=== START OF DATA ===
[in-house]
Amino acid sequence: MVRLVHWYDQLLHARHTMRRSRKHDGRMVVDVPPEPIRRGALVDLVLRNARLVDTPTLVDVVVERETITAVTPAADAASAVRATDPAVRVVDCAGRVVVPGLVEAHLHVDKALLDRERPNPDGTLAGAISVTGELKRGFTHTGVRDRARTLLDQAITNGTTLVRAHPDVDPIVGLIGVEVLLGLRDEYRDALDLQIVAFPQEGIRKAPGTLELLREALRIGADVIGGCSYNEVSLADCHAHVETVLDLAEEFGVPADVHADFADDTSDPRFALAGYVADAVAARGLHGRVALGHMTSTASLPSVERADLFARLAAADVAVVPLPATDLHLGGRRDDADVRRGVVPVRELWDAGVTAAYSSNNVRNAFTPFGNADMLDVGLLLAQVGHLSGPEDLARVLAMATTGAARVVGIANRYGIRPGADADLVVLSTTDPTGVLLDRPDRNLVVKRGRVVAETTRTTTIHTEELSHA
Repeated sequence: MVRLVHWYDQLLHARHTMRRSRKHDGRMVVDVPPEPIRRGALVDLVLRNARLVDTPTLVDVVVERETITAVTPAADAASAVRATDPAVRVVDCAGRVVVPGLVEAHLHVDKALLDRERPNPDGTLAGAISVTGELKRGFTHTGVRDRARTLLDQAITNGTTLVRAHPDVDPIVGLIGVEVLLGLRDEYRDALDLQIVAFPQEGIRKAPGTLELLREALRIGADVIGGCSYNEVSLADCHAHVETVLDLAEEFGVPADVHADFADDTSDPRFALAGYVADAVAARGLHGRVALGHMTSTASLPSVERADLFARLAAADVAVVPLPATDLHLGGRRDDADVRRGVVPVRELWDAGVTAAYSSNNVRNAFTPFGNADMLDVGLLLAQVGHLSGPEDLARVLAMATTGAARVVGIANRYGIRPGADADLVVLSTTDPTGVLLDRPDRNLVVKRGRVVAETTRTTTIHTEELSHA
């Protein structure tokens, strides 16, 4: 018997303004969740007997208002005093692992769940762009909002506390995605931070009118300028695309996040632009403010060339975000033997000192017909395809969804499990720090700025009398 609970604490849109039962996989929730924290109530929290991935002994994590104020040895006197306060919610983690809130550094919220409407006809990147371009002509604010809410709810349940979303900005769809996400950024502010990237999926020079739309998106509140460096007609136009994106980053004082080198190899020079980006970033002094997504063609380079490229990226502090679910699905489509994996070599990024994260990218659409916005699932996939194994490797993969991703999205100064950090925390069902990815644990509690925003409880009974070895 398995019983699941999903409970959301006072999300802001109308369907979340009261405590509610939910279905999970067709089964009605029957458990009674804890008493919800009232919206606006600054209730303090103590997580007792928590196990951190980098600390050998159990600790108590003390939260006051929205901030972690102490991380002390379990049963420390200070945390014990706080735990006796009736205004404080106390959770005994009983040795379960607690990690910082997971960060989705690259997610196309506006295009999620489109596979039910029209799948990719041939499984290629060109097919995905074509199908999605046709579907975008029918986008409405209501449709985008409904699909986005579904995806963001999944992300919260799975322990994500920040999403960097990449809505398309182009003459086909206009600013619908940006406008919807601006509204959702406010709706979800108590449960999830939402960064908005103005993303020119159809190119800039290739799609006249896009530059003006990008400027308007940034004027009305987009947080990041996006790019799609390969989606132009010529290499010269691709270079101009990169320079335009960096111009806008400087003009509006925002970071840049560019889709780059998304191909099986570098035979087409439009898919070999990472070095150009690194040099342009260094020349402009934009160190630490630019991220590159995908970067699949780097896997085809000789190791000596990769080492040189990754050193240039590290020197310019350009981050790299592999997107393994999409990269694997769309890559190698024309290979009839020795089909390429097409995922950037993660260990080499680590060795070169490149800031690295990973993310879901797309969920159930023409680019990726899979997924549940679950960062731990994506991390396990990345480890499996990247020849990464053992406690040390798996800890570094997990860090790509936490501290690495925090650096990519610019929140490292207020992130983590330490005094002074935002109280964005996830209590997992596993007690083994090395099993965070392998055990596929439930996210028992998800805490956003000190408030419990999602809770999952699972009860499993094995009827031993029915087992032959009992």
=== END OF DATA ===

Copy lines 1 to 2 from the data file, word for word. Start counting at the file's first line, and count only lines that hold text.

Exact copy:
[in-house]
Amino acid sequence: MVRLVHWYDQLLHARHTMRRSRKHDGRMVVDVPPEPIRRGALVDLVLRNARLVDTPTLVDVVVERETITAVTPAADAASAVRATDPAVRVVDCAGRVVVPGLVEAHLHVDKALLDRERPNPDGTLAGAISVTGELKRGFTHTGVRDRARTLLDQAITNGTTLVRAHPDVDPIVGLIGVEVLLGLRDEYRDALDLQIVAFPQEGIRKAPGTLELLREALRIGADVIGGCSYNEVSLADCHAHVETVLDLAEEFGVPADVHADFADDTSDPRFALAGYVADAVAARGLHGRVALGHMTSTASLPSVERADLFARLAAADVAVVPLPATDLHLGGRRDDADVRRGVVPVRELWDAGVTAAYSSNNVRNAFTPFGNADMLDVGLLLAQVGHLSGPEDLARVLAMATTGAARVVGIANRYGIRPGADADLVVLSTTDPTGVLLDRPDRNLVVKRGRVVAETTRTTTIHTEELSHA